Lauren R. Stevens: A good way to honor Gail Cariddi for her bike path advocacy
This east-west portion of Berkshire bike routes has three parts. Two whose routes are set: from Route 7 and Syndicate Road in Williamstown to, and across, The Spruces; and from there to the airport road in North Adams. The route of the third section, to Mass MoCA, hasn't yet been established.
Gail wanted Berkshire bike paths during her 21 years as a city councilor and her four terms in the state legislature. She walked potential routes and worked with the Berkshire Bike Path Coalition, Bike North Berkshire, Berkshire Regional Planning Commission, Department of Conservation and Recreation, and the highway division of Mass Department of Transportation on planning and financing. She worked with towns and cities, councilors, mayors, selectmen, town mangers and especially the public. She attended meetings, which were not always pleasant, when potential bikeway neighbors expressed their views.
She wanted particularly for bike paths in her native North Adams. According to emails from Gail, there was a splurge of bike path activity on that front in early years of this century and then another around 2007. And now, finally, the first four miles are actually in the pipeline, the route chosen, the money available. It's too bad Gail won't be around to see it built.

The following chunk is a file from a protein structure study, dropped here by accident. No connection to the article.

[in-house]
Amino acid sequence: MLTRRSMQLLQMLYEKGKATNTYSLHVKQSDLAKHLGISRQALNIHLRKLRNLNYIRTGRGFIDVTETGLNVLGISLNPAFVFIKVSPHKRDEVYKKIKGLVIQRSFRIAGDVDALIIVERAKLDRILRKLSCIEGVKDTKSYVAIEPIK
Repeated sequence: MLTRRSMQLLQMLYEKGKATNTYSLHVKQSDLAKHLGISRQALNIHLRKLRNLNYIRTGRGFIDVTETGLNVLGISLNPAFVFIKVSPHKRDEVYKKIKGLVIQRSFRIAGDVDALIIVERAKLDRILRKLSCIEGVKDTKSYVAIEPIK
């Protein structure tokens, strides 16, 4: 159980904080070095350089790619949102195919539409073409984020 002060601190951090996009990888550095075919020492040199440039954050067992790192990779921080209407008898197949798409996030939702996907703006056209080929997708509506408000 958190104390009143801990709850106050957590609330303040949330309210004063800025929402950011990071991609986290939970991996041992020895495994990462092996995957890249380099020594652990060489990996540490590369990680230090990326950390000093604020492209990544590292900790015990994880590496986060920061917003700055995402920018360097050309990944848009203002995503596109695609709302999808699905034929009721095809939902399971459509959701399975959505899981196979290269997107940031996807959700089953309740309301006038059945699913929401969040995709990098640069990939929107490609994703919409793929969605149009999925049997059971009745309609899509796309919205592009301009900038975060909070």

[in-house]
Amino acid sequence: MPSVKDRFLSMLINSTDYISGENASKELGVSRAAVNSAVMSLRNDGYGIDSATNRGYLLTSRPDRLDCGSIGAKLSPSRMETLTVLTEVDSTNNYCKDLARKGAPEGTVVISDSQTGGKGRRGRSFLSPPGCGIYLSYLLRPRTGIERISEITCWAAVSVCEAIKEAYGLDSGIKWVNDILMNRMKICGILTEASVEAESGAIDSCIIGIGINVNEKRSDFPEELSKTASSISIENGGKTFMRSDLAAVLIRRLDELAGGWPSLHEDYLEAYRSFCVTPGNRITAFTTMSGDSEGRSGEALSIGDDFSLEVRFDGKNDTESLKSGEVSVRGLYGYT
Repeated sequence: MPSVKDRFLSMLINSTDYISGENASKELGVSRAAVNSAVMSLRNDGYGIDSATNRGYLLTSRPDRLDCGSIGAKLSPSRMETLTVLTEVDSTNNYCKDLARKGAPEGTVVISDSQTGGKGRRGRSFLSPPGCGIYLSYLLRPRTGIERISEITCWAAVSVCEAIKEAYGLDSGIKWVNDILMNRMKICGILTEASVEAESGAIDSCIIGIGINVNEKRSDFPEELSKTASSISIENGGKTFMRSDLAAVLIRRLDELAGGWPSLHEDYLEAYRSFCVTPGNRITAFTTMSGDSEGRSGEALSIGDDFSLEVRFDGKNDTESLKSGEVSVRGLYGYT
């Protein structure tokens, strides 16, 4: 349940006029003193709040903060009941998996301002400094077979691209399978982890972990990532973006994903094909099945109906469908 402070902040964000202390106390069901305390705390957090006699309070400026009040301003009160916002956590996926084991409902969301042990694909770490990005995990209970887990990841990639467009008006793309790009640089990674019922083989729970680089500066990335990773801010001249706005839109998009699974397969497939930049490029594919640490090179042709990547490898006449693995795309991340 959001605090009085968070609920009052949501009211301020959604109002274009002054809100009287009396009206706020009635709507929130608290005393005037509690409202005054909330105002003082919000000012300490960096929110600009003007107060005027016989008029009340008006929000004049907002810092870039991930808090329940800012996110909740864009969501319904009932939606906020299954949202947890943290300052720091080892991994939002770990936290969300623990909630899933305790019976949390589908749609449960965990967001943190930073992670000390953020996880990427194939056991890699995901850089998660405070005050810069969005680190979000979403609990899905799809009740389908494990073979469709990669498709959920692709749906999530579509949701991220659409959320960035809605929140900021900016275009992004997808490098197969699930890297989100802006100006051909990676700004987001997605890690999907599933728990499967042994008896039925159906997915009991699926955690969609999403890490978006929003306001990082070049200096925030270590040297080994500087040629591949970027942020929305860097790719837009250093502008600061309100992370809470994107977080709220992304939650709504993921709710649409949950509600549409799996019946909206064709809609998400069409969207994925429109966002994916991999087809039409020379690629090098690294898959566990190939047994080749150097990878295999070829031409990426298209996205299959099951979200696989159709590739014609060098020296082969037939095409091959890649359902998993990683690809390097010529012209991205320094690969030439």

We know how proud she would have been because of how proud she was when, sick as she must have been, she attended the opening of the next mile north of the Ashuwillticook Rail Trail, from Hoosac Street to Lime Street in Adams, last May. The next month her cancer did her in.
True, many people have been involved in pushing what has been called the Mohawk Bike Path — because it parallels the Mohawk Trail automobile road. But the reference point, the constant was Gail. Always with patience, poise and yet persistence, she was the polar star.
By the way, "Mohawk Trail," even for the highway, is something of a misnomer, since the Berkshires were Mahican territory.
According to the clicker on my computer, this is the 401st of my columns for this department. It looks as though I wrote a few in 2002 and fairly regularly beginning in 2003, although sometimes under the heading "Our Berkshires." It's a privilege to splatter a little print in a friendly environment on a biweekly basis.
At least, that's how it looks from the White Oaks.
A writer and environmentalist, Lauren R. Stevens is a regular Eagle contributor.
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